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The Sociologists Auguste Comte and Herbert Spencer

Earlier in the century, a Frenchman, Auguste Comte (1798-1857), advocated a philosophy that tied together everything that was knowable through the senses. Comte believed that history had passed through stages of religiosity and was coming into what he called the positivist stage, an age of science.

Comte lumped together history and politics, biology and anything else that could be studied empirically into what he called sociology. His sociology by observation included experimentation such as altering a segment of society to study its effects, and it consisted of comparative research, such as animal societies compared to human society and comparing different human societies around the globe. By using sociology, he believed, a new and stable society could be created on scientific principles.

It was an illusion. Science was about measuring, categorizing and seeing connections. And together these did not tell people what should be done about it. Comte's sociology produced no blueprint for action that would be accepted widely enough to be politically effective. It was an attempt at complete knowledge that would provide politicians with an excuse not to act, to ask instead for a study. Knowledge is useful, and sociologists would be helpful. The field of sociology would produce people with admirable minds and a good breadth of knowledge, but if one waited for complete knowledge nothing would get done.

A social reality not adequately considered by Comte was conflicting values. These values might be measured statistically, but the values themselves would not be up for manipulation, nor value conflicts readily resolved. Marxists in power and believing in scientific socialism would try without success. The scientific socialists would themselves disagree about what was to be done and make a bloody mess of their conflict with each other. Science was one thing; values another.

Philosophical differences were not slow in developing among the sociologists. Those who followed Comte were less optimistic about their discipline producing the perfect society. Among them was a British philosopher Herbert Spencer (1820-1903), an avowed "agnostic." He had been an evolutionist before Darwin's publication of Origins of the Species but without an effective theory of natural selection. Spencer wrote of organisms developing from simple to more complex forms and spoke of this as progress. Spencer, not Darwin, coined the phrase "survival of the fittest," and Darwin, in later editions of his Origins of the Species employed Spencer's phrase.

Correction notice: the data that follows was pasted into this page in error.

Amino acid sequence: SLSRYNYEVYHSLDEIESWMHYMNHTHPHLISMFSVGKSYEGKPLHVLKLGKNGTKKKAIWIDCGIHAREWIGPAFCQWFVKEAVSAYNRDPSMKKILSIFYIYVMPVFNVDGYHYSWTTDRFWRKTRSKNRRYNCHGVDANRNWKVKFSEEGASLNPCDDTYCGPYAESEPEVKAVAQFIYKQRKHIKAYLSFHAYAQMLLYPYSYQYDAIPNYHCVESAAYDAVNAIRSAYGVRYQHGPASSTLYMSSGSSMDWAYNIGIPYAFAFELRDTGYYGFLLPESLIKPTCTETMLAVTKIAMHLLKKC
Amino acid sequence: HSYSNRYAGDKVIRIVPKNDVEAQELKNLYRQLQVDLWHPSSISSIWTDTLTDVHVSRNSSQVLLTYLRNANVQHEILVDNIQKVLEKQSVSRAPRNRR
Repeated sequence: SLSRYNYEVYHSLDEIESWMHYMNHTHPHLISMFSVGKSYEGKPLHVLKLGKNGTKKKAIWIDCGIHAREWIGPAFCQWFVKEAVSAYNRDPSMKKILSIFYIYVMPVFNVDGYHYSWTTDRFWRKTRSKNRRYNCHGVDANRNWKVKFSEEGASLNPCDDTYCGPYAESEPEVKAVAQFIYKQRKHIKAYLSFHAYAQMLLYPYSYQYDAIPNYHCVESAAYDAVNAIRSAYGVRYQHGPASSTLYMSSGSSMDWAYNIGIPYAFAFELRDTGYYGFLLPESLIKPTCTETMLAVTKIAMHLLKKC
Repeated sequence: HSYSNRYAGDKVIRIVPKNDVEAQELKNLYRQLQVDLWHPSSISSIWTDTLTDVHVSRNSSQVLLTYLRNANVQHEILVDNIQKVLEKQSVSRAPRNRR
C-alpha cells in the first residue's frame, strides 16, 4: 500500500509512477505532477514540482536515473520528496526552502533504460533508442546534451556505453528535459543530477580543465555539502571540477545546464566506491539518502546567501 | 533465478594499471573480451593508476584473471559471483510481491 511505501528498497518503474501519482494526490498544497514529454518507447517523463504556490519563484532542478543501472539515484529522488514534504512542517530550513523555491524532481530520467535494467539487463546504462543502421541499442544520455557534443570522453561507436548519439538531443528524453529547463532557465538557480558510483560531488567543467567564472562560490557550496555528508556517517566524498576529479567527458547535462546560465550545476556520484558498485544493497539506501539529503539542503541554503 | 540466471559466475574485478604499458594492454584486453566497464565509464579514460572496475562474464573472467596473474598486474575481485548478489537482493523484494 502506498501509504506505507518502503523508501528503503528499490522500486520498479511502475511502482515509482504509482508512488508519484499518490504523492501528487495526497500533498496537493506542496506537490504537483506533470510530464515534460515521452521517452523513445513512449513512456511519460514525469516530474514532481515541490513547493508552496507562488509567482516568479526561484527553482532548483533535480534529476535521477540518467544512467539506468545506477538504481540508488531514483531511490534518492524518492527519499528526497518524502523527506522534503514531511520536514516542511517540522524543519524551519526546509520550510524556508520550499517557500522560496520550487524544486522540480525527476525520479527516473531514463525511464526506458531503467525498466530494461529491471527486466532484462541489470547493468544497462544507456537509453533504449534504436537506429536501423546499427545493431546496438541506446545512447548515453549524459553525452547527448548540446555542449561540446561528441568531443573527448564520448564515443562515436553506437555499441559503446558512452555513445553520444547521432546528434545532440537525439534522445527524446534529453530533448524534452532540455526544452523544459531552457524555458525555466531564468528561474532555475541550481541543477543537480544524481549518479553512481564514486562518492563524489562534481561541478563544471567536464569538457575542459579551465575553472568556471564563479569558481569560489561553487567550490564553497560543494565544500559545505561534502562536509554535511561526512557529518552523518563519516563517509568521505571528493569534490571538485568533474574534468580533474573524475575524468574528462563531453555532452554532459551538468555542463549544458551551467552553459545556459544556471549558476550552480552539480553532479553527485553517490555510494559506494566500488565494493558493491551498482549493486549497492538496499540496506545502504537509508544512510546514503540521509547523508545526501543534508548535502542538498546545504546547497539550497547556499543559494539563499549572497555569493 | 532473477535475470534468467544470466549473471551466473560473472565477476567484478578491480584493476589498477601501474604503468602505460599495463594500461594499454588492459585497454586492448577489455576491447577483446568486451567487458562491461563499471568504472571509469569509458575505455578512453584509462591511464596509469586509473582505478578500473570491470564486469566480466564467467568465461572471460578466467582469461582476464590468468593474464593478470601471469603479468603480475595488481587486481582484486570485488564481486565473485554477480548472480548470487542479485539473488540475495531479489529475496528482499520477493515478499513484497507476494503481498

Spencer believed that human behavior was primarily organized toward self-preservation. He recognized that people were social, that people acted together for mutual self-defense and that they remained tied together by a natural sympathy and concern for each other. Humans, he believed, had an innate sense of morality and had a compassion for their fellow humans that extended beyond the family unit. Spencer believed that men were political creatures. Like Aristotle he believed that societies functioned best when they allowed a degree of liberty to individuals. The only liberty that should be restricted, he held, was that which was necessary to preserve liberty in general.

Spencer's "survival of the fittest" fit well with the free-wheeling capitalism of his day. He believed in competition unfettered by government interference. Let the most able rise, he believed. And some exceptional people did rise, and some fools fell. But human societies were not as biologically determined as some lower forms of life. In human societies people as a group could make choices. That is what they did when they made laws. Spencer was simplistic in focusing on competition and individualism to the exclusion of cooperation. His view lacked balance.

Spencer spoke in opposition to any interference in economic matters by the state. He was anti-regulation. He was opposed to factory inspections. He opposed various labor laws or the state providing any kind of welfare. And the state, he believed, should not be involved in education. These views he saw as a product of his science, and he heaped scorn upon study that involved choice that included emotions and value judgments: the liberal arts.

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